Leaving the Lipps Crawl through the Rehajo Connector we started through the Lipps Maze, being careful to take note of the small hole through which we entered. There is about a mile of passage in the Lipps Maze, but since I haven't (yet?) been lost I've only seen the several hundred feet that lie between the Rehajo Connector and Skid Row. Well, that's not entirely true. I have made a couple of minor mistakes which have allowed me to see a couple of hundred feet of passage I didn't need to see, and I've also taken slightly alternate routes a few times. Someday I should make a point of spending some time exploring the Lipps Maze. Having uneventfully found our way through the maze we worked our way down Skid Row to Jones Canyon. Jones Canyon used to drain a substantial portion of the cave, and is about 20 feet wide and 15 to 20 feet high, making this our first big passage of the trip. Continuing upstream in Jones Canyon for about a hundred yards, we reached the turn for the Pendulum, the Breezeway, and the Treasure Passage. Reaching the Pendulum we decided that we would skip the Treasure Passage for right now, still considering that one of the other groups might catch up to us. The Breezeway is home to the lowest belly crawl of our planned trip, and the effects of the Scott Hollow trips were evident as the Missouri cavers slithered along, trundling their packs ahead of them. Fortunately the Breezeway opens on to the Left Hand Passage, another large passage, and we had easy caving ahead of us for the next twenty minutes. Following the Left Hand Passage we came to the Handley Room where we went to have a look at the overlook into the Flack Room, and the Flack-Handley Turnpike, the exposed traverse that connects the two rooms. Like most sensible people, the Missouri group thought that the traverse looked rather dangerous, and since a couple of them weren't comfortable with climbing we opted to skip the minor side trip through the Flack and Fun Rooms and up Octopus Alley. Climbing down through Handley's Silo we entered Ascending Way, through which we descended to the Sand Room. Continuing out the other side of the Sand Room, we dropped down and followed a short canyon to the Upper Stream Passage, one of the main streams in the cave. Following the USP for a bit over 1/4 mile we reached the Waterfall Room, which is the biggest room in Organ Cave.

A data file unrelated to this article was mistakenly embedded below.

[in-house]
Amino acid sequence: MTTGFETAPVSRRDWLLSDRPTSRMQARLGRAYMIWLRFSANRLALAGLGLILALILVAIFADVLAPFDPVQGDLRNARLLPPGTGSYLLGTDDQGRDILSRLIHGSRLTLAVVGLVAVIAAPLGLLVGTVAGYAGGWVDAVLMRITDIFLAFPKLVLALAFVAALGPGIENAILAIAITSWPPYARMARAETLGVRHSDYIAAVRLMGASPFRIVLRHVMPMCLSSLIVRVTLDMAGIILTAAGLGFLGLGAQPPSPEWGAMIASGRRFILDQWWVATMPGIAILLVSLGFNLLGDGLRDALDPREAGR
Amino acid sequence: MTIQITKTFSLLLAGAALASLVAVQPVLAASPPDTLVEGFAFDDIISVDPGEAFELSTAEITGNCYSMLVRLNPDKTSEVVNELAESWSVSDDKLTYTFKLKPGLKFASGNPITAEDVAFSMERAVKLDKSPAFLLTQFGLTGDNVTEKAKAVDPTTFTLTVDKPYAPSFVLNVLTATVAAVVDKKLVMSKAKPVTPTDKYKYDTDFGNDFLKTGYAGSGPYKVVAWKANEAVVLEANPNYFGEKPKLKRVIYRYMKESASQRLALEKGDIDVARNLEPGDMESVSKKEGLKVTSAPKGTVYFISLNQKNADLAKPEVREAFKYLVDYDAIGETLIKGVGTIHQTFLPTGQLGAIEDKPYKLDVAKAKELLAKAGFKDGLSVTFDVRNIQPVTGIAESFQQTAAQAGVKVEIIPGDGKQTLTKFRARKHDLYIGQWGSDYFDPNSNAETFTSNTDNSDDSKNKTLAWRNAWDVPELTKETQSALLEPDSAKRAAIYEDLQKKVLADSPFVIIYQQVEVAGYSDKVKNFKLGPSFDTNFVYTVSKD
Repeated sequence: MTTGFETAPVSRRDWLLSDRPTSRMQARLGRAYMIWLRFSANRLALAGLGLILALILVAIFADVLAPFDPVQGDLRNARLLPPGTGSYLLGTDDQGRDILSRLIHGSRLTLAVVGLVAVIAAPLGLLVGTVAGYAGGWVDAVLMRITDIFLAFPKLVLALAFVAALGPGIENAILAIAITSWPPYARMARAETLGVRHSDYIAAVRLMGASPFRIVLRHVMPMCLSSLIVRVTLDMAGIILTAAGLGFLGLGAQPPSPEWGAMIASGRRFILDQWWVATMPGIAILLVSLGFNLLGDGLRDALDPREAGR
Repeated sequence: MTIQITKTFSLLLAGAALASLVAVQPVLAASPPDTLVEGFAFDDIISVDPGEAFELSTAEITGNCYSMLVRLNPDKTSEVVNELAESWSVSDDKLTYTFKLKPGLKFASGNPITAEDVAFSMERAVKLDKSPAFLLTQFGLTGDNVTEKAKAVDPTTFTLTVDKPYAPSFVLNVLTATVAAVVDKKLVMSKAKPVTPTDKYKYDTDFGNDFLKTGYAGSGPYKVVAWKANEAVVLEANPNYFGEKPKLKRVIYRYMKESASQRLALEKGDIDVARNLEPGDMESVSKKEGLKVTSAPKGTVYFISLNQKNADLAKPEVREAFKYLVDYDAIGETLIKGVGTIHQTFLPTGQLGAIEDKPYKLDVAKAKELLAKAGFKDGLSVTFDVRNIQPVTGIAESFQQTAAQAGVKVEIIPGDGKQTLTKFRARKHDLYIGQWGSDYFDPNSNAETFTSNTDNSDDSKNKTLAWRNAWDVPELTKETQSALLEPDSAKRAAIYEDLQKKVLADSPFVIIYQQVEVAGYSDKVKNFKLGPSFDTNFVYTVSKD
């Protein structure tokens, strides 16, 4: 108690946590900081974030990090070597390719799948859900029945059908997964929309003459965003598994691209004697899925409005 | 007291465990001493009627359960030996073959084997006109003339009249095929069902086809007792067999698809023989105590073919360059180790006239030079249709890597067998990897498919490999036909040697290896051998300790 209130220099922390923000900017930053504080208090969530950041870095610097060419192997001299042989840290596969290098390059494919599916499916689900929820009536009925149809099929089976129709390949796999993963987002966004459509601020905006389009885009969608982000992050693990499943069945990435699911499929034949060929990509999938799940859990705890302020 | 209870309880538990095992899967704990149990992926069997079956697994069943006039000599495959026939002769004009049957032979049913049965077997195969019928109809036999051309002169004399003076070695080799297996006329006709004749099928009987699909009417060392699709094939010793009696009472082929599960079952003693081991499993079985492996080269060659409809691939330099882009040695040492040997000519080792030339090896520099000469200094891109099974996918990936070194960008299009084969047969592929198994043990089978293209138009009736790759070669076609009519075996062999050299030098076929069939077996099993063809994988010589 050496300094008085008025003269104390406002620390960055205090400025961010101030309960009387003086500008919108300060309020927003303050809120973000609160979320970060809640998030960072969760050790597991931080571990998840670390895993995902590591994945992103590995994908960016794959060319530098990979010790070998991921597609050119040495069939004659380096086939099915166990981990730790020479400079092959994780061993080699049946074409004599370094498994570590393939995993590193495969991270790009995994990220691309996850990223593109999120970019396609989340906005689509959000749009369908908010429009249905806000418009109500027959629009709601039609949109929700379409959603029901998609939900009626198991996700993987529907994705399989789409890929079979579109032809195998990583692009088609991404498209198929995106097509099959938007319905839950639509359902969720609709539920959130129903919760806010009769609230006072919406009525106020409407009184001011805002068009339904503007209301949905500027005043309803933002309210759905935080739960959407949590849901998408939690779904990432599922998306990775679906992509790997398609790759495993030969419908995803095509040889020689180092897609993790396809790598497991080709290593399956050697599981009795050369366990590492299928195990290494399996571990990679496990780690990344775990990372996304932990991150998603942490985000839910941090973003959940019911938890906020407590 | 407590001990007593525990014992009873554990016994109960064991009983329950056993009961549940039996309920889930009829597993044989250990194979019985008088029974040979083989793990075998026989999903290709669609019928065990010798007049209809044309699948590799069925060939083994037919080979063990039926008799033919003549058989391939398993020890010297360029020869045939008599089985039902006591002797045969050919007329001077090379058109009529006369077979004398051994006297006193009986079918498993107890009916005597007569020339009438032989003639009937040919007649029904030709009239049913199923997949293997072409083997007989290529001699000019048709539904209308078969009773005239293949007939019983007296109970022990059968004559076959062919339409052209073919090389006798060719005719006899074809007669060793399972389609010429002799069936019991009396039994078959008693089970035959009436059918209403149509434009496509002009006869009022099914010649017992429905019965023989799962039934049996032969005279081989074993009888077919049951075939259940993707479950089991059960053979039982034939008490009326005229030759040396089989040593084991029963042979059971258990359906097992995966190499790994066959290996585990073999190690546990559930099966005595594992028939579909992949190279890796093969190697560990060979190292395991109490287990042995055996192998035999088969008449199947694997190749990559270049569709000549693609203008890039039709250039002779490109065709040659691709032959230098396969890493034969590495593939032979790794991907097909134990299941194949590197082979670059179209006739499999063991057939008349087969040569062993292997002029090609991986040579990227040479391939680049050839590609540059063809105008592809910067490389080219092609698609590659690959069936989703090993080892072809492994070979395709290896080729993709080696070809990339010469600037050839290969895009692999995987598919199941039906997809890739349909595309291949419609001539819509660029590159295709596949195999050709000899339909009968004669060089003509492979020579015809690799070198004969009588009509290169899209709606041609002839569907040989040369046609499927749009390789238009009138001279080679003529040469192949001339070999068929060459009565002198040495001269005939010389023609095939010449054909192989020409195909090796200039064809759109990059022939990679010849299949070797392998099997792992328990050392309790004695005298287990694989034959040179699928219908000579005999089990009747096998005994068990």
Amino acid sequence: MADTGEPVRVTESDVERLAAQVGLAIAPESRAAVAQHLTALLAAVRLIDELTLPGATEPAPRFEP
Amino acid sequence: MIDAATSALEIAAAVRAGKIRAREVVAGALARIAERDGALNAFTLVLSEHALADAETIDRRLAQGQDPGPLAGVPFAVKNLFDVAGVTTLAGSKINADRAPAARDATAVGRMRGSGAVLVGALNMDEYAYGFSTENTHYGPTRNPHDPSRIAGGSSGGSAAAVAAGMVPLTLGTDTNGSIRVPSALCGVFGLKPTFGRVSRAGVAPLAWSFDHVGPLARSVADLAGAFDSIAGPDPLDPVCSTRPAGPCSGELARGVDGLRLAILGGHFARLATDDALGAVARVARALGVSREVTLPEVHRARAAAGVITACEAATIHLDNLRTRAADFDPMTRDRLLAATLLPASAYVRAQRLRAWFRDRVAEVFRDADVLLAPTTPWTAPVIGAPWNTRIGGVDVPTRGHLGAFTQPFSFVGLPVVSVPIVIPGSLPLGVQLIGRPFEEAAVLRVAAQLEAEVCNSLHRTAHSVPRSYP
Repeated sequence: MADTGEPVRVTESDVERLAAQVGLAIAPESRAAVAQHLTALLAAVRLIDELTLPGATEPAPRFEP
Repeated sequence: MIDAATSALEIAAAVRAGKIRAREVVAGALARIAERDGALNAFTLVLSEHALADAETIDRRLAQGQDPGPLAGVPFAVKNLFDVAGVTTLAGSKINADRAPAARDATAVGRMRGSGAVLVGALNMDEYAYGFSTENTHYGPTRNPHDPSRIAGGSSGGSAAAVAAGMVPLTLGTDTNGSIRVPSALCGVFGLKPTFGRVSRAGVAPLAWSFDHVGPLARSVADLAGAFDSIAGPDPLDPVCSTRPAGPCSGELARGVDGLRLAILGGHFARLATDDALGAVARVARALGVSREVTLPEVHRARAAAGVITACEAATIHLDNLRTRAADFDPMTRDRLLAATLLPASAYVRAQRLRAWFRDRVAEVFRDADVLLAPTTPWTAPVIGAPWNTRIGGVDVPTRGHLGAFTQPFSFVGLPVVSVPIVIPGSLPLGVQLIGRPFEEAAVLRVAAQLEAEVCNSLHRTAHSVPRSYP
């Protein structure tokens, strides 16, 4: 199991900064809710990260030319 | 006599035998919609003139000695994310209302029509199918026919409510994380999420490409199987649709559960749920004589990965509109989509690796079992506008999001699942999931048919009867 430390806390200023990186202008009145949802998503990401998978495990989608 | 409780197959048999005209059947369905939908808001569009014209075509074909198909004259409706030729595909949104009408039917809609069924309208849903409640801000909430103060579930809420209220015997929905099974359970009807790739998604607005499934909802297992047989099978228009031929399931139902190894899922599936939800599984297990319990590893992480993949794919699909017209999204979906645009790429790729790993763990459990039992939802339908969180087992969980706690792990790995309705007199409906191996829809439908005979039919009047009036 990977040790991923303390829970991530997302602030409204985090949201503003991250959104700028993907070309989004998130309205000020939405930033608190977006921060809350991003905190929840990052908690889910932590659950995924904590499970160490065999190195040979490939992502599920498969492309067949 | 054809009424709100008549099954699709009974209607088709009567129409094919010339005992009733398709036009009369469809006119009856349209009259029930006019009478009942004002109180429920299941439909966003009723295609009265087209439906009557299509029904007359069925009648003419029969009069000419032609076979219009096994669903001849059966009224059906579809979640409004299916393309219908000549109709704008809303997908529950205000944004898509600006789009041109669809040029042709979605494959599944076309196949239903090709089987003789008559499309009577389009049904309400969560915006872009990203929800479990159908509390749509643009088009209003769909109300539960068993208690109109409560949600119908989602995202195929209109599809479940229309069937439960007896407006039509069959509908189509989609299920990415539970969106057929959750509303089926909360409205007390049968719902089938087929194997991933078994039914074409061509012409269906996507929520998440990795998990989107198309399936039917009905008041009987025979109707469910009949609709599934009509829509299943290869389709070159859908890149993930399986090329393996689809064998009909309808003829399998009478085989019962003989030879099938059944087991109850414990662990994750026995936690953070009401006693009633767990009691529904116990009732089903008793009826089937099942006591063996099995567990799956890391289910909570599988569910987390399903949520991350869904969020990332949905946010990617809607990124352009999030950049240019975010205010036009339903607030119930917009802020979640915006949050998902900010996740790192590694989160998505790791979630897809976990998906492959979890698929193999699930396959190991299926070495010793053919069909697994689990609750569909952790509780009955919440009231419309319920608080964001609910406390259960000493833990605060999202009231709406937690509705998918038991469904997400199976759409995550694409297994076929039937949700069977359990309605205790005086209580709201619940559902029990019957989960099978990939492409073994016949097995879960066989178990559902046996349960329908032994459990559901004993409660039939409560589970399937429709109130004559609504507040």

At one time the Waterfall Room was the end of the line unless you had gone to the trouble of bringing along vertical gear, but in the early 90's WVACS (the West Virginia Association for Cave Studies) sponsored a dig project through the breakdown at the southern end of the room. That dig now allows for easy access to the Big Canyon area of the cave. Working our way up and across the breakdown, we reached the top of the bypass route and descended to the head of Big Canyon at the base of Bowen Drop. Organ Cave is not generally known for its formations, but there are several areas that are very well decorated, and the Big Canyon area is one of them. The short stretch of passage between the bottom of the bypass and the base of Bowen Drop has many calcite formations and considerable gypsum deposits, but it is Bowen Drop that is the real introduction to the best decorations. The drop is about 110 feet high, and runs down alongside a massive flowstone formation for most of that height. At its base, the flowstone spreads out to a maximum width of about 50 feet.

Wading downstream in Big Canyon we passed numerous formations, both small and large, many reaching as much as 40 feet above stream level. The passage is typically 3 to 5 feet wide, and ranges up to 70 feet in height. A sump is reached after 4000 feet, but since some of the group was already a bit tired we chose to simply continue to one of the more impressive formations, a curtain of white to light beige stalactites, about 1000 feet downstream. Reaching this point we turned around and had an uneventful trip out.